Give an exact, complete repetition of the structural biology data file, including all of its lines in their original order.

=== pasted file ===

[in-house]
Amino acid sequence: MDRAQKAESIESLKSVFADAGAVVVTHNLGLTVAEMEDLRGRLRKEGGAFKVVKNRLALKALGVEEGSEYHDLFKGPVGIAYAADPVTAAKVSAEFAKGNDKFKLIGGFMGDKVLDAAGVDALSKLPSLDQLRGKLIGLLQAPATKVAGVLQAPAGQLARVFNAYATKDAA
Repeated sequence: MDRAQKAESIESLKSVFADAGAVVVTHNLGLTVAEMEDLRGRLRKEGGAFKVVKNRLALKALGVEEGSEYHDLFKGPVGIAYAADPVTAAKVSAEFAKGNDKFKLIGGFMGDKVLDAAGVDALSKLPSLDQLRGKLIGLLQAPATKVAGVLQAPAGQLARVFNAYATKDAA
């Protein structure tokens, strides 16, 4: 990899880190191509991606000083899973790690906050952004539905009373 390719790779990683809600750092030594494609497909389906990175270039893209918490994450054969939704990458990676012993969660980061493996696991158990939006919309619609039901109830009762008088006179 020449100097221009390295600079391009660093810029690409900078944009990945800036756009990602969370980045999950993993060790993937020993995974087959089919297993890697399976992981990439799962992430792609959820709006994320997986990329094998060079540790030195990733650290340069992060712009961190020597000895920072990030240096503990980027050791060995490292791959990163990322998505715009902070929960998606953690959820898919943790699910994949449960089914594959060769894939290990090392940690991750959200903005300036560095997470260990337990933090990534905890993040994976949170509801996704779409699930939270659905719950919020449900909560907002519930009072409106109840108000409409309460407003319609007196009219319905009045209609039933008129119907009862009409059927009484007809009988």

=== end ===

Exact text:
[in-house]
Amino acid sequence: MDRAQKAESIESLKSVFADAGAVVVTHNLGLTVAEMEDLRGRLRKEGGAFKVVKNRLALKALGVEEGSEYHDLFKGPVGIAYAADPVTAAKVSAEFAKGNDKFKLIGGFMGDKVLDAAGVDALSKLPSLDQLRGKLIGLLQAPATKVAGVLQAPAGQLARVFNAYATKDAA
Repeated sequence: MDRAQKAESIESLKSVFADAGAVVVTHNLGLTVAEMEDLRGRLRKEGGAFKVVKNRLALKALGVEEGSEYHDLFKGPVGIAYAADPVTAAKVSAEFAKGNDKFKLIGGFMGDKVLDAAGVDALSKLPSLDQLRGKLIGLLQAPATKVAGVLQAPAGQLARVFNAYATKDAA
């Protein structure tokens, strides 16, 4: 990899880190191509991606000083899973790690906050952004539905009373 390719790779990683809600750092030594494609497909389906990175270039893209918490994450054969939704990458990676012993969660980061493996696991158990939006919309619609039901109830009762008088006179 020449100097221009390295600079391009660093810029690409900078944009990945800036756009990602969370980045999950993993060790993937020993995974087959089919297993890697399976992981990439799962992430792609959820709006994320997986990329094998060079540790030195990733650290340069992060712009961190020597000895920072990030240096503990980027050791060995490292791959990163990322998505715009902070929960998606953690959820898919943790699910994949449960089914594959060769894939290990090392940690991750959200903005300036560095997470260990337990933090990534905890993040994976949170509801996704779409699930939270659905719950919020449900909560907002519930009072409106109840108000409409309460407003319609007196009219319905009045209609039933008129119907009862009409059927009484007809009988």